When I was thirteen, something quite amazing happened.
Prior to this, I had been scribbling ideas at home. I had even sent a children's story - Muddles the Mouse - to Penguin, typed on a second hand rusty typewriter, to which I'd received a glowing letter and several paperback books. But my inspiration was drying up. I was young and no longer felt inspired by either books or my writing.
But then I found a bookshop - World's End. This was an age when I was first allowed to trek to town by myself or with friends and it was during this time that we discovered the shop, tucked away in the back streets. It was an unassuming building, hardly the most exciting thing to see - but when we wandered in, we found the thrill of books overpowering.
To be honest, it was pretty intimidating. The back of shop was full of comics and graphic novels. Teenage boys filled the aisles, leafing through the boxes and glaring at us skinny, nervous girls as we slipped in.
I remember rows of new shiny books, stacks of crime journals which pricked my curiosity. And then - on a bottom shelf, in the far corner - was a shelf marked TEEN.
We crouched down and pulled out some battered second-hand gems - the majority of them American. My eyes darted across the text. Christopher Pike, Lois Duncan, Lois Lowry.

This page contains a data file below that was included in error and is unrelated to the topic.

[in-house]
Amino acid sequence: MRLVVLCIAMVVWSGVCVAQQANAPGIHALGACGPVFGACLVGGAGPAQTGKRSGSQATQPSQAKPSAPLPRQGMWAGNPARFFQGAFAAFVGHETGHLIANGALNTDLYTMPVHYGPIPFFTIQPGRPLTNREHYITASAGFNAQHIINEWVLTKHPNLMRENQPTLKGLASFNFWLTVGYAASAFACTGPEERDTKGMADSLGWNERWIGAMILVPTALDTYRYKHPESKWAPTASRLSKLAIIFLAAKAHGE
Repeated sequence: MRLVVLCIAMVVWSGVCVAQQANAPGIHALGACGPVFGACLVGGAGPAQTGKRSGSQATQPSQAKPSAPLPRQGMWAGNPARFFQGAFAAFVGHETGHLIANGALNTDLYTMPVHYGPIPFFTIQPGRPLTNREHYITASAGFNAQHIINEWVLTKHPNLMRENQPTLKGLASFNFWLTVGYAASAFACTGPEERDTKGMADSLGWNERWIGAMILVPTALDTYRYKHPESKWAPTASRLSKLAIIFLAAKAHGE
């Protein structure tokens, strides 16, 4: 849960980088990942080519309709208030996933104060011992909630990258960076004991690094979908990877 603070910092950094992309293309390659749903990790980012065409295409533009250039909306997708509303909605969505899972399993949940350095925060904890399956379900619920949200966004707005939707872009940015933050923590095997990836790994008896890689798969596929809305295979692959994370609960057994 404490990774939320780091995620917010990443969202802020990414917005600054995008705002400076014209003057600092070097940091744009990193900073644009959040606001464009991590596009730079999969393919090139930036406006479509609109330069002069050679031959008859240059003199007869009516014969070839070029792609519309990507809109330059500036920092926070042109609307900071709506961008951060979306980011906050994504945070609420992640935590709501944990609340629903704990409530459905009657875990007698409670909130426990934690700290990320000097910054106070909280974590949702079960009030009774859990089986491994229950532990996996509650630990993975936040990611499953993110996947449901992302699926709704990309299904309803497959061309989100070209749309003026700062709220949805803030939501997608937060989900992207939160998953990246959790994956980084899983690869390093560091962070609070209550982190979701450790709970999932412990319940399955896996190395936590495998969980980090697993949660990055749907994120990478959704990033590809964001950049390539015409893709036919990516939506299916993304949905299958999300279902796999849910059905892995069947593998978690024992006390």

My first purchase was Christopher Pike - Gimme a Kiss. This book kept me up at night. It was pacy, thrilling, daring. I never looked back.
Every week I would be in that shop, ignoring the boys at the back - just leafing through my new inspiration. Some days I could afford to buy, others I would just plan my next purchase. I particularly grew to love Pan Horizon books and gained an impressive collection.
The owners got used to seeing me, as I took away another book encased in a crisp paper bag. Inside my head was buzzing with ideas. I knew now that I wanted to write just like these authors.
It was a sad day when the shop finally closed in the late 90's, but of course by then the teen market was expanding rapidly. Things were changing. But I missed my backstreet shop, the smell of old books, the rough carpet against my legs as I sat reading, the gentle bell as the door was opened.
And I'll never forget it.
Perhaps even stranger - I ended up marrying one of those intimating teens that lurked at the back - so at least we can reminisce together.